Spring is Allergy Season

Spring Season – Allergy Season

Spring is pollen and allergy season. People who suffer from a pollen allergy feel it immediately: If the wind carries the pollen from grasses and trees through the air, the nose can start running and the eyes start itching terribly. But atypical symptoms, such as coughing, eczema, gastrointestinal problems or frequent infections can also be the result of an allergy.

Allergies, of any kind, are widespread and increasing every year. The most common form of allergy is hay fever, which affects 20 percent of people who suffer from a pollen allergy. According to statistics, over 50 percent of pollen allergy sufferers are also allergic to foods.

Allergy triggers

There are various theories about the origin of allergies, but no fully established findings. Most allergies are based on a combination of different causes. According to experts, in addition to genetic predisposition, the main causes are: changes in dietary behavior, extreme environmental pollution and poorly ventilated rooms.

Scientific studies have shown, for example, that pollen originating from trees located along roadsides and exposed to high levels of air pollution are more aggressive in their allergen composition than pollen from trees away from exhaust fumes and industry. However, there are fewer and fewer natural habitats; many people now live in urban areas and are constantly exposed to stresses that strain the immune system and promote allergies.

Furthermore, the immune system is additionally overstrained by today’s nutrition. Processed foods are making up a larger portion of our diets, but they are often filled with preservatives, artificial colors and flavors. These are a challenge for the metabolism in the long term and also weaken the immune system, as they attack the intestine, which is home to 70% of immune cells.

At the same time, scientists see another reason for the increased occurrence of allergies because of an overuse of cleaning products and sanitiizers. This also makes the immune system weaker and weaker, because it is not trained and challenged. The immune system can train itself on microbes and learns to distinguish which microbes actually have to be fought and which can be tolerated. The more diverse the “offer” of environmental microorganisms is, the more challenges and training material the defense cells get. The environmental germs that are so frowned can actually help develop your immune system. We know this phenomenon from children who grow up in the countryside or even on a farm. When they play, they come into contact with more dirt than urban children. According to research, in adult age they show allergies far less often than the children who were growing up in the city.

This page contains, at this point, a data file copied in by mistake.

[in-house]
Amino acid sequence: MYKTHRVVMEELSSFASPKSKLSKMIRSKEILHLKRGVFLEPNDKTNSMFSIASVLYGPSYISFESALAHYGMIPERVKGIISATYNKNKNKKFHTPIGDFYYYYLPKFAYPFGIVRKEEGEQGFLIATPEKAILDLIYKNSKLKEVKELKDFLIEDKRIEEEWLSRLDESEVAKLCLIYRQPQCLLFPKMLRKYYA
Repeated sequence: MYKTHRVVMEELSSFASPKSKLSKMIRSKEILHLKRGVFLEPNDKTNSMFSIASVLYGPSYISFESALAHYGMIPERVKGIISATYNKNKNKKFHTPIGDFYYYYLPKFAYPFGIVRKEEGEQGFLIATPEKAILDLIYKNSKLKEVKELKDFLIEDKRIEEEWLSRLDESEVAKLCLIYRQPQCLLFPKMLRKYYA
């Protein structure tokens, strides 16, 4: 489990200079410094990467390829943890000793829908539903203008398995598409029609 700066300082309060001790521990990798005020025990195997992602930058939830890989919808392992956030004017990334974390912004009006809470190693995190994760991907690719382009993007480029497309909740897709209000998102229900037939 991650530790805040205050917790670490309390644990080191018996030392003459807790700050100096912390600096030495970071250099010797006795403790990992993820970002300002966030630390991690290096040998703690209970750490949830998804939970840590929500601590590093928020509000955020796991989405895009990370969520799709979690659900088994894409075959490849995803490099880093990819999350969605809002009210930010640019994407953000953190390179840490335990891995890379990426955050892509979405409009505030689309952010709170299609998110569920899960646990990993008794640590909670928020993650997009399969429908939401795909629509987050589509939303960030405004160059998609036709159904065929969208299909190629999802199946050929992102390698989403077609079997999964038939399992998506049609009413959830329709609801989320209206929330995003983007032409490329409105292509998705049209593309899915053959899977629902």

Allergy or intolerance

Allergies are clearly medically distinguished from food intolerances, such as lactose, fructose or histamine intolerance. Although the symptoms are similar, the underlying mechanisms differ significantly in the diseases.

There are 4 types of excessive immune reactions. The most common in foods is the IgE-mediated type I or immediate reaction.

In the case of an allergy, the immune system reacts to harmless proteins by producing IgE antibodies. This inflammatory immune response is similar to making viruses or bacteria harmless. Only when it becomes noticeable through disease symptoms does one speak of an allergy. Allergic symptoms usually do not occur immediately upon first contact with the allergen, but only after repeated contact. The mast cells, which are mainly located in the tissue with a strong blood supply, burst and release inflammatory mediators such as histamine. As a result, typical symptoms occur, such as inflammations or itching, but also watery eyes, allergic asthma, and even anaphylactic shock.

Cross allergies

About 40 to 50 percent of all sufferers with birch pollen allergy also react with allergic symptoms to apple, pear, cherry (Rosaceae), celery (Apiaceae), potato, tomato (Betulaceae) and exotic fruits, for example. Protein molecule structures (epitopes) of an antigen are responsible for this, which can trigger a specific immune response. In recent years, significant insights into these molecular structures have been gained through new molecular biological methods.